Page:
The fire was set deliberately, rail operator SNCF said; France’s transport minister Clément Beaune described the arson as a “malicious act.”
Regional TER trains and long-distance TGV trains to Nancy, Colmar and Reims, and to Germany were affected. France and Germany just a few days ago announced a plan to deploy a high-speed train route between Paris and Berlin, and at night train service, in 2024.
Posted In: Crossings
File this under “it’s hard to launch a new model.”
Seabourn’s new expedition ship, Seabourn Venture, is headed to drydock to fix its stabilizers, leaving five canceled cruises in its wake.
The unscheduled drydock will last from April 7 to April 30, 2023, said a letter sent to booked guests and travel advisors. Read the rest of this entry »
Posted In: Outposts
Athens is a metropolis of the old world and new, an ancient city that has offered lasting world knowledge and architecture to civilization. This already marks it as a sought-after destination, but the crisp flavors of fresh olive oil and the white coasts of nearby Cyclades Islands mark it as a top-tier destination. History is evident all around this ancient land full of nature, beaches, and cultural landmarks to visit.Read the rest of this entry »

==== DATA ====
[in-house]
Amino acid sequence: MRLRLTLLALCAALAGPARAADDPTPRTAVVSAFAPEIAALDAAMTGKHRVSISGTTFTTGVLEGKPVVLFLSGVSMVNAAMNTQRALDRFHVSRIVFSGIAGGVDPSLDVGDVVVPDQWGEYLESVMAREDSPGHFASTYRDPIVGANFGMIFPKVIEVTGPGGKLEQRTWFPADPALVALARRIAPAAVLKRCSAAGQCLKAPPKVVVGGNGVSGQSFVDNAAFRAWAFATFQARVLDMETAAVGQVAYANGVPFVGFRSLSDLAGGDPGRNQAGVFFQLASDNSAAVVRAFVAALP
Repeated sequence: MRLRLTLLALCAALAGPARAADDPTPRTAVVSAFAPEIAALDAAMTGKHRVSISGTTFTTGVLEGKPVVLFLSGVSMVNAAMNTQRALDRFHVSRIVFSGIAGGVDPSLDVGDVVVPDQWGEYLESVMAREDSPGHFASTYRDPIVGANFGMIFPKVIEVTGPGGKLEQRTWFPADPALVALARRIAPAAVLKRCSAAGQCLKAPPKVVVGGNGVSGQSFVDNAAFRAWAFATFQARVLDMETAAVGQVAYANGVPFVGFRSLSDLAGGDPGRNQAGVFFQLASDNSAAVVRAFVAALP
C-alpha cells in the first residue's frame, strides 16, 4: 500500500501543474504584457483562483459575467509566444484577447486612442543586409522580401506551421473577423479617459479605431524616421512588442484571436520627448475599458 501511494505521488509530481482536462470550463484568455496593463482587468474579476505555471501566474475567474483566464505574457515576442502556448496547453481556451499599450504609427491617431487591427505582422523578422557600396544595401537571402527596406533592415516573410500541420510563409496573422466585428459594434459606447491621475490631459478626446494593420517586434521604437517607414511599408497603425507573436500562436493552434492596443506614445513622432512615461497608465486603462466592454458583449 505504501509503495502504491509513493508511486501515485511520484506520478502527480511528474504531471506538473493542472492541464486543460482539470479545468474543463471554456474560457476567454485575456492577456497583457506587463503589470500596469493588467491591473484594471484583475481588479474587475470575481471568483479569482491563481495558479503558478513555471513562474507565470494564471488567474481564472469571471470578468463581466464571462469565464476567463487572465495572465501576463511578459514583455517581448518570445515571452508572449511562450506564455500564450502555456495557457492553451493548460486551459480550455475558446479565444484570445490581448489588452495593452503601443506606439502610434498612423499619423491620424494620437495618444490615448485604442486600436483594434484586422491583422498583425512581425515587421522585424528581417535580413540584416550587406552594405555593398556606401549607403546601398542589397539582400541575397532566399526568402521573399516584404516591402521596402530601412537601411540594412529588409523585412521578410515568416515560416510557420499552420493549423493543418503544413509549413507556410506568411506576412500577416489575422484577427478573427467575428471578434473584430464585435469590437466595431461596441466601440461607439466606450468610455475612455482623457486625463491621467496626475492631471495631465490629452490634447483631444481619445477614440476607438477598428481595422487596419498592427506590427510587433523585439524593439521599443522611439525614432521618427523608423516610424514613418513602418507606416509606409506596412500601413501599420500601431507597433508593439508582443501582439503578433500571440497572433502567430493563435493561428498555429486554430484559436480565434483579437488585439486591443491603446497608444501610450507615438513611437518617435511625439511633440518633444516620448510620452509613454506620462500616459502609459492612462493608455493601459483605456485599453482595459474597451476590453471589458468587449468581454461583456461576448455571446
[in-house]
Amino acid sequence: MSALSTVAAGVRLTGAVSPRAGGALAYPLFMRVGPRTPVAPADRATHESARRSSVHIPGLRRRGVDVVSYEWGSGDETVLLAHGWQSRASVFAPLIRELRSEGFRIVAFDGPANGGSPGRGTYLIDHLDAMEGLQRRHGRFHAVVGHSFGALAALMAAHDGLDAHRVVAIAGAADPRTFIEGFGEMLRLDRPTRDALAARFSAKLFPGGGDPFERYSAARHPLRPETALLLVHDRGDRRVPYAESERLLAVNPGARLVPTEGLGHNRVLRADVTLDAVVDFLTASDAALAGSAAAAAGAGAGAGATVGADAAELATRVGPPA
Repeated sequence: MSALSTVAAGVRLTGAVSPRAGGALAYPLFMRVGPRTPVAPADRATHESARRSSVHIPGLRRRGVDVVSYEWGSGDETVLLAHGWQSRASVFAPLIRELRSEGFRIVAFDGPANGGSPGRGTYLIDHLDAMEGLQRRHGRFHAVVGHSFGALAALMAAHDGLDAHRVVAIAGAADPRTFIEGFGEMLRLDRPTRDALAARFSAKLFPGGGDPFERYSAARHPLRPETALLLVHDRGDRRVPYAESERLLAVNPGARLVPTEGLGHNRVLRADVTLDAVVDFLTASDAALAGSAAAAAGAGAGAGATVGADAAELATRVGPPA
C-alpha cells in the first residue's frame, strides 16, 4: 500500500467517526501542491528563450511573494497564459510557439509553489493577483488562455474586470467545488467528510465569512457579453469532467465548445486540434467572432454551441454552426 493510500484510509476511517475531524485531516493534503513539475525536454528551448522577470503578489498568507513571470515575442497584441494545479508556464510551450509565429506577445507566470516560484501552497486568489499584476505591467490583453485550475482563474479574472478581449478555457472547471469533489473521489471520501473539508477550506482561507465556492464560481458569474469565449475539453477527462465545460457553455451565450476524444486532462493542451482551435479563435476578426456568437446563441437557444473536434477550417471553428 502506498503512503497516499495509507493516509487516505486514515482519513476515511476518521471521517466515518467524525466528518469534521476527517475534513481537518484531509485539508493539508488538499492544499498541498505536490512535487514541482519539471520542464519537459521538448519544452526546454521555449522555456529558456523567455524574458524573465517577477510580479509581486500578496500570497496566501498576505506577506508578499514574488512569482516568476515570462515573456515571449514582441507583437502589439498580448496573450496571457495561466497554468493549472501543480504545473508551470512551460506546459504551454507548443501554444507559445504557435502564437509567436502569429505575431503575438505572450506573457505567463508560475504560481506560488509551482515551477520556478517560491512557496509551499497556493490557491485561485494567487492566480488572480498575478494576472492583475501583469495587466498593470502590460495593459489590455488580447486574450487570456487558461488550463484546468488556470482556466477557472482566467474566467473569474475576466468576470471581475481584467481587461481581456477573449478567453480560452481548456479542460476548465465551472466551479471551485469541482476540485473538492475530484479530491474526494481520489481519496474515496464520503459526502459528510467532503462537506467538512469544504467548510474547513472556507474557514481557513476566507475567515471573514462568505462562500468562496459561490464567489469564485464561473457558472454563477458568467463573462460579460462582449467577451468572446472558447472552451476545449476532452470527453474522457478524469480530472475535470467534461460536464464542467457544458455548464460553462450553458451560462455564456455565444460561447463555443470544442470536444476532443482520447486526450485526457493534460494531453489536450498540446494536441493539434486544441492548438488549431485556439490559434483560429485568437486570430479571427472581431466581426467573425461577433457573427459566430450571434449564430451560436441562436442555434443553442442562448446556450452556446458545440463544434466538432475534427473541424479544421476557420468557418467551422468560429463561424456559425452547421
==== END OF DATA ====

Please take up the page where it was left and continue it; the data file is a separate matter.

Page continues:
Posted In: Publishers Corner
Habits are powerful factors in our lives. Because they are consistent, often unconscious patterns, they constantly, daily express our character produce our effectiveness or ineffectiveness. ~ Stephen R. Covey
As Stephen Covey indicates, habits are powerful forces, perhaps even more so than we suspect. Good habits we often perceive as difficult to form and bad habits impossible to break. Ironically, the reverse also appears to be true. Good habits seem as flimsy as the first excuse to disrupt a routine and bad habits arise before we notice their presence. Read the rest of this entry »
Posted In: Mike's Monday Cup of Mo-Joe